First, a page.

Gov. Haslam 'concerned' about foreign-born teachers bill

Gov. Haslam 'concerned' about foreign-born teachers bill

April 18th, 2012 by Andy Sher in News

Tennessee Gov. Bill Haslam

Tennessee Gov. Bill Haslam

Photo by Associated Press /Times Free Press.

NASHVILLE - Gov. Bill Haslam said he is "concerned" about a just-passed bill capping the number of foreign nationals teaching at public charter schools.

After a prayer breakfast Tuesday at Lipscomb University, Haslam said he is trying to promote science, technology, engineering and math in public education and foreign-born teachers are an important part of the education system.

"History has shown us that, if you look at a lot of technical innovations, a lot of those have come from folks who were born other places beside the U.S. and then they brought their talents here and used that to create good ideas that help Americans and create capital," Haslam said, according to a recording of his remarks by Nashville public radio station WPLN.

"So," Haslam said, "the idea itself is a little concerning to me."

The legislation, sponsored by House Speaker Pro Tempore Judd Matheny, R-Tullahoma, and Senate Republican Caucus Chairman Bill Ketron of Murfreesboro, passed the House on a 63-29 vote Monday. Senators passed it last week by an 18-13 margin.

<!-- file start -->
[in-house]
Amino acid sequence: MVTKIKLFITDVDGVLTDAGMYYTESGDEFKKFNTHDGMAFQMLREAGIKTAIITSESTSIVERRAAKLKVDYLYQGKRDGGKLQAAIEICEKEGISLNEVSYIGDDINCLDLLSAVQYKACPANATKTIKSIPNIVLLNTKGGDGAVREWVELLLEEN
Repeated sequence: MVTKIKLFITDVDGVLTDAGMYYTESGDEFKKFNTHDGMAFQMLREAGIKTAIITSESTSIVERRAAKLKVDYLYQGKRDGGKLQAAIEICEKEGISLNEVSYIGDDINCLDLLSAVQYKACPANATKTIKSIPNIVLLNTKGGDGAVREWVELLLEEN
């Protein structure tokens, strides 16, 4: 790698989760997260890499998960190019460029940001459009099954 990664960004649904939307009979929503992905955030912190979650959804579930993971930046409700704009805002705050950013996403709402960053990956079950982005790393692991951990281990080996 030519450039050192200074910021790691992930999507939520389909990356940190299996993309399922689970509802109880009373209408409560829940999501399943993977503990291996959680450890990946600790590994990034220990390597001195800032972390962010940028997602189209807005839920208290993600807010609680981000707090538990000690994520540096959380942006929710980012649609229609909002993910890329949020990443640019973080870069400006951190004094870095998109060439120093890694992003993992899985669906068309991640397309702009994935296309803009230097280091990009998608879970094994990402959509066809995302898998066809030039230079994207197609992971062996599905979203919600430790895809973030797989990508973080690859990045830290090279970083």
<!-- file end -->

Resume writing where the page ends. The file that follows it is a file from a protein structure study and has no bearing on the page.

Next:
The bill bars chartering authorities from approving applications for schools that plan to hire 3.5 percent of workers from H1B or J-1 visa programs. Foreign language instructors would be exempted.

Haslam said he wants to review the final version of the bill before making up his mind on whether to sign, veto it or allow the measure to become law without his signature.

"We want to check out the final version and see if this is something that hurts Tennessee, doesn't impact it or helps it," Haslam said.

Last week, the governor did not sign a controversial bill that allows teachers to discuss "strengths and weaknesses" of evolution and other scientific theories. By not signing it, he allowed the bill to become law automatically.

He said at the time that, while he doesn't think the bill changes scientific standards or the state's educational curriculum, he also thought it did not meet his standard of "bringing clarity and not confusion."

He also noted that the bill passed by 3-to-1 margins, meaning it was veto proof.